Vertumnus and Pomona 1613 by Hendrick Goltzius. Vertumnus appears before the wood nymph Pomona as an aged crone.
The Romans worshipped an innumerable number of gods and goddesses. Many of these were first deities of the Etruscans who lived in Italy before the Romans built their vast empire. In time, the Romans integrated gods and goddesses from other people they conquered, particularly the Greeks. It was also a common practice amongst Romans to offer up prayers to their pagan gods. Some of the most familiar of these were Jupiter, Juno and Apollo. In Roman mythology though, there are two deities that I was not too familiar with, that I came across recently. To my surprise I would learn that these two deities featured in works by European sculptors and painters of the 16th through to the 18th centuries. I am, of course, talking about Pomona and Vertumnus.
Vertumnus and Pomona by Francesco Meizi (1493-1570). Pomona is often seen surrounded by fruit or a fruit platter.
In artistic depictions, Pomona is usually shown as a wood nymph surrounded by fruit or a fruit platter. In Roman mythology she was said to be from Latium, the region of central western Italy in which the city of Rome was founded. She was the goddess of fruit trees and orchards, who watched over the fruit harvest. She carried a pruning knife and was often seen among her fruit trees tending to their needs.
Vertumnus was originally, an Etruscan god, in which the Romans adopted as one of their own. His cult arrived in Rome around 300 BC. Vertumnus was ‘god of the changing seasons’. He could change his appearance, using his powers, according to Roman poet, Publius Ovidius Naso (Ovid).
The statue of Vertumnus and Pomona 1760 by sculptor Jean-Baptiste Lemoyne.
Vertumnus and Pomona by Abraham Bloemaert (1564-1651). The pruning knife in Pomona’s hand is always associated with her in legend.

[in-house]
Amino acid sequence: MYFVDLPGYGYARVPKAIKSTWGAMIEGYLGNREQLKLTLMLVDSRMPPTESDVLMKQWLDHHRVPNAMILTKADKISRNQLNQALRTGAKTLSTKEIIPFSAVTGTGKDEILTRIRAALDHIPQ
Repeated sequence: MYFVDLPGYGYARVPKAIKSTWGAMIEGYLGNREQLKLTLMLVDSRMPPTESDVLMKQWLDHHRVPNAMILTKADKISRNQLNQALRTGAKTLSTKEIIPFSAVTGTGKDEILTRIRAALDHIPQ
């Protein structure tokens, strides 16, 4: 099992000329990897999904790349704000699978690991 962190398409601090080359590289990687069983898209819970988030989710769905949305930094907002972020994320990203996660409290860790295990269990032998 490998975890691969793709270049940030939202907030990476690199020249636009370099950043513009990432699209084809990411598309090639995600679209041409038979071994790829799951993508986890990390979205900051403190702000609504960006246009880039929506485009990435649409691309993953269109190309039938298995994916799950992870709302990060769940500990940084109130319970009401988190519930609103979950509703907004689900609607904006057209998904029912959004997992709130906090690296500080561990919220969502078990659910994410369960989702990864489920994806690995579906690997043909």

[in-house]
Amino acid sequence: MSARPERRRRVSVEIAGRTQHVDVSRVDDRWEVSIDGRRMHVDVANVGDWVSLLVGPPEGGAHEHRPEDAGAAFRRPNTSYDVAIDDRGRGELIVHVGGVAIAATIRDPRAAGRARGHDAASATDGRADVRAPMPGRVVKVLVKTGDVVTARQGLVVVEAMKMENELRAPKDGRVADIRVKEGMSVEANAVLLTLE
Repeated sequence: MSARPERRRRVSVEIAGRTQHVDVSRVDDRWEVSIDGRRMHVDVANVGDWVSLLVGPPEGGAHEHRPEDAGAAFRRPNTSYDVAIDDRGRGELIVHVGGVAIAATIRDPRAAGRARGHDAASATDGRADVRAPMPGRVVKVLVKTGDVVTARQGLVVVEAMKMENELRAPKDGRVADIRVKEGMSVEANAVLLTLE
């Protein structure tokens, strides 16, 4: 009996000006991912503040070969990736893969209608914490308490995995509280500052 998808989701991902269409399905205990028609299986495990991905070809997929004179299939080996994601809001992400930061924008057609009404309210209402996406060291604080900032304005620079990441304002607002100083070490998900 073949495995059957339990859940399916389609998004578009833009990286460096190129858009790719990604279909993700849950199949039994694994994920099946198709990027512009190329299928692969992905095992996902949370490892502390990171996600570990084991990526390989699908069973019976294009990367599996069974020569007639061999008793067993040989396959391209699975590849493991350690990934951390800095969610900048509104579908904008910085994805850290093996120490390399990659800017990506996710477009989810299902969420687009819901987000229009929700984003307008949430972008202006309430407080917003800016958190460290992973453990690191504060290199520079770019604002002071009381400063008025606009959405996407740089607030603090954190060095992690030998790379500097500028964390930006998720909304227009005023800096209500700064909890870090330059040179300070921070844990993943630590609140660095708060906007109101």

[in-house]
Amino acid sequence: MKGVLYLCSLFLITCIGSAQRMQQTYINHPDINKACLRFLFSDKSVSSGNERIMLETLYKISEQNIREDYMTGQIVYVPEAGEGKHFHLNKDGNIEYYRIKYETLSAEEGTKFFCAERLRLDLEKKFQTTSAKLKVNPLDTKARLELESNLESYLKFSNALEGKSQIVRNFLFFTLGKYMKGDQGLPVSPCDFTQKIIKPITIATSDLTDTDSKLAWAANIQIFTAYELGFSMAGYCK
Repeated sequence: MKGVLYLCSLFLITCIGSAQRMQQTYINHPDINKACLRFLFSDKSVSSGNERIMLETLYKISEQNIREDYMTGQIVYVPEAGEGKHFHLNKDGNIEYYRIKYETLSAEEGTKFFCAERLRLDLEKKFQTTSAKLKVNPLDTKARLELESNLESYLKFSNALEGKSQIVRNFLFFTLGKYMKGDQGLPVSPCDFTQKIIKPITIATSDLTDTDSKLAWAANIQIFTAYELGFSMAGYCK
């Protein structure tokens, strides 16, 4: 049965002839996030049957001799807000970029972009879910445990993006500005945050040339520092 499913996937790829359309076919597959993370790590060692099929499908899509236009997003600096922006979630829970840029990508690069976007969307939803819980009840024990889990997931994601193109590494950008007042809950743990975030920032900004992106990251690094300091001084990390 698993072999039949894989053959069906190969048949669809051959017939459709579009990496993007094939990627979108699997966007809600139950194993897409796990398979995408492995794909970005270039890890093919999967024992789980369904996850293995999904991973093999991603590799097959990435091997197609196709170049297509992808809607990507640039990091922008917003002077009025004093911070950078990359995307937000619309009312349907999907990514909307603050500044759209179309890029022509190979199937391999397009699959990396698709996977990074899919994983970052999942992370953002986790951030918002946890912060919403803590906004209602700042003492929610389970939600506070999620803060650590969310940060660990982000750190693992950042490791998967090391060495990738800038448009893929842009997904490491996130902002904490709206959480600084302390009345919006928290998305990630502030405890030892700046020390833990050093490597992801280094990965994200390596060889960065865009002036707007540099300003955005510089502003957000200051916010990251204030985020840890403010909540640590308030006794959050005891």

In Ovid famous poem called the Metamorphoses, Vertumnus and Pomona play out in a curious tale of love and seduction. In the story relating to the two deities, Pomona is pursued by many of Rome’s gods because of her beauty. She scorns the love of these gods to remain devoted only to her garden. However, one of these gods, Vertumnus, does not give up easily. Using his powers, to change his appearance, he adopts many disguises to seek the hand of Pomona. He would come to her first as a harvester, then the keeper of a vineyard, a fisherman and a soldier, yet she would still continue to hold him in contempt. In almost a last-ditch attempt, he comes to her as an old woman, describing the virtues of marriage and dangers of rejecting love. But Pomona weary of the aged crone simply refuses to listen. Nothing it seemed was going to succeed in wooing the beautiful maiden. Finally, Vertumnus, decides to appear as himself and when Pomona sees what a handsome man, he actually was, she instantly falls in love with him. In the end, they take residence in her garden tending to her fruit trees together.
There are many who have tried to interpret this story. To me, it appears that a seemingly desperate moment evokes an awakening in both protagonists. True love or just simply mutual desire?
Vertumnus appears before Pomona as himself. Painting by the great artist Peter Paul Rubens 1577-1640.